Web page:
Antique Chinese Shiwan Ware

Antique Chinese Republic Shiwan (Shekwan) Pottery  | Luohan with Teabowl

$55.00

Age:1890

Descriptive qualities& condition:

Dimensions: 2-1/2”w x 5-3/4”h

Shown is a simple image of Luohan, (Follower who was commanded by Buddha to await the coming of Maitreya, the Future Buddha), seated on a wonderfully detailed stump, as he enjoys a cup of tea. The first element we notice is the great detailing of his expressive face, with exact representation of his teeth and hands, with crossed, exposed leg, and slippers on his feet. The coloration of his robe is a variegated and textured blue tone with a well-defined teacup. During the Qing dynasty, the shaved forehead and queue, (hairpiece up or down), was symbolic of Manchu authority and its cultural dominance. This strong symbolic meaning, particularly for men, represented virility, which additionally marked social or civil status. It is believed that this piece was executed earlier in the century and was not made for export, in that there seems to be an unreadable and unrecognized mark on the interior of the piece. This piece was purchased in a small town located in Guangdong province, China in 1985 from a scholar who specialized in the history and folklore embodied in Shiwan ware.

Antique Condition: This is an extremely beautifully glazed figure in excellent condition: no chips or missing elements or repairs. “As is” and retains the original craft/workmanship. Any discoloration, chipping/cracking, surface wear or structural damage noted.

NOTE: Overview and Characteristics of Shiwan Art Pottery

As an important part of Chinese traditional culture, ceramic wares have a long history reflecting the customs of this ancient culture. One of the most famous types of ceramic works is called Shiwan (Shekwan) ware, which has been the shining star in Chinese folk ceramic art as early as the Tang and Song Dynasties (618-906AD), and which flourished in the Ming and Qing dynasties.

Chinese classical Shiwan ware is a type of traditional pottery that comes from the talented artists of a small town located in the south of China called Shiwan, in Foshan City, famous for its culture and pottery. Here craftsmen are well-known for their glazing techniques and unique forms. All the sculptural work is hand-formed, and sometimes involves numerous family members within a village, while directed by a master craftsman, every object is unique, and therefore, a limited edition, which attracts art collectors the world over. The three largest collections of Shiwan Art Pottery are housed in the Hong Kong Fung Ping Shan Museum, and the Chinese Cultural Centre in San Francisco.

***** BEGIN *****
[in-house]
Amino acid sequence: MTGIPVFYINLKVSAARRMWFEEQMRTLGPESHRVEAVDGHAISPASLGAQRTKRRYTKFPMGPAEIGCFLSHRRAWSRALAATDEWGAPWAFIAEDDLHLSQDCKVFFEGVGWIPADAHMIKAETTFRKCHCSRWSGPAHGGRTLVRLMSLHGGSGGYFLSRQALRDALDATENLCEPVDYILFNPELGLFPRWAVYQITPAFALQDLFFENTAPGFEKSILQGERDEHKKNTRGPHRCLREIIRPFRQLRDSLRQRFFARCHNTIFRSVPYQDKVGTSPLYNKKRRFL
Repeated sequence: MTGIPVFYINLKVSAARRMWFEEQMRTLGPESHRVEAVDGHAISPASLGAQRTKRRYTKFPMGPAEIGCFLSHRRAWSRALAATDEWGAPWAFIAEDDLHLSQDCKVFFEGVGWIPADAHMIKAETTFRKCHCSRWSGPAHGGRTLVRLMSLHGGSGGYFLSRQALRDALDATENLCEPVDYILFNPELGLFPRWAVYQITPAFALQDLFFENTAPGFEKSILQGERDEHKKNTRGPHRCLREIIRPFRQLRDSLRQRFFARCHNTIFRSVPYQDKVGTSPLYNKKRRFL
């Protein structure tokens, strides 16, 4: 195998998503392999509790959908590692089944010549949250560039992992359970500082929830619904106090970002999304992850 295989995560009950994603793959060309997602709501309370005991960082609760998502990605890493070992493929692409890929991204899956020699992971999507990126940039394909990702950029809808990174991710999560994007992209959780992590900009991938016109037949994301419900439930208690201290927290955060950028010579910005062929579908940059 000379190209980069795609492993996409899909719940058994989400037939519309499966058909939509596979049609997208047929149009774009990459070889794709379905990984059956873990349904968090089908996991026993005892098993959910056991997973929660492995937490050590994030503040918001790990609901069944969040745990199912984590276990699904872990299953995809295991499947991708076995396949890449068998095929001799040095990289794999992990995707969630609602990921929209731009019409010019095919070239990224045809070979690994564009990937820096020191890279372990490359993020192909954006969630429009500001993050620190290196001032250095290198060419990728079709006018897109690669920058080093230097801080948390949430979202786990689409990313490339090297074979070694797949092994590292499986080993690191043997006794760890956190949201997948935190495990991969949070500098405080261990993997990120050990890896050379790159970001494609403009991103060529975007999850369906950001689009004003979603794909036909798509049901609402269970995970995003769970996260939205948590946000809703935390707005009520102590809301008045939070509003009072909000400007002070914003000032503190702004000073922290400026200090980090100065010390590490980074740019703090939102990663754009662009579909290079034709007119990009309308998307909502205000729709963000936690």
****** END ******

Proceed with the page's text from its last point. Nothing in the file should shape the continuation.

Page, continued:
Original Shiwan figurines, (1880-1940), are extremely rare because the art/craftsmanship and their delicate, fragile nature. The greater the detailing, the more likely the figure has been made by a master artist, hence the higher value. Also the larger the piece the more valuable, (8-0” or pieces over 20.0” tall) are extremely rare. The age of Shiwan ware can be verified by the markingsor lack of markings, the fact that they are hand-formed, depicting highly expressive figural forms and vivid imagery; primitive in sculpting techniques; the decorative elements associated with the figure; the deep rich glazes infused with the piece; the type of regional clay (sandy, course clay is the oldest), and the stylistic differences. Finally, pieces signed or stamped by the artist/craftsman are rare. The oldest Shiwan pieces, prior to 1890, will not have a signature or stamp. 

DO NOT CONFUSE MUDMEN / MUD FIGURES WITH SHIWAN WARE!  This unique artistic style made Shiwan ceramics extraordinarily splendid, (not to be confused with the export mud men, which were smaller figures made of mud-like clay forced into a mold and/or finger-formed, and used as decorative additions to in bonsai, planters and aquariums). These lack the expression, detail, and individuality of their glazed handmade counterparts). © 2019 — Vermillion Publishing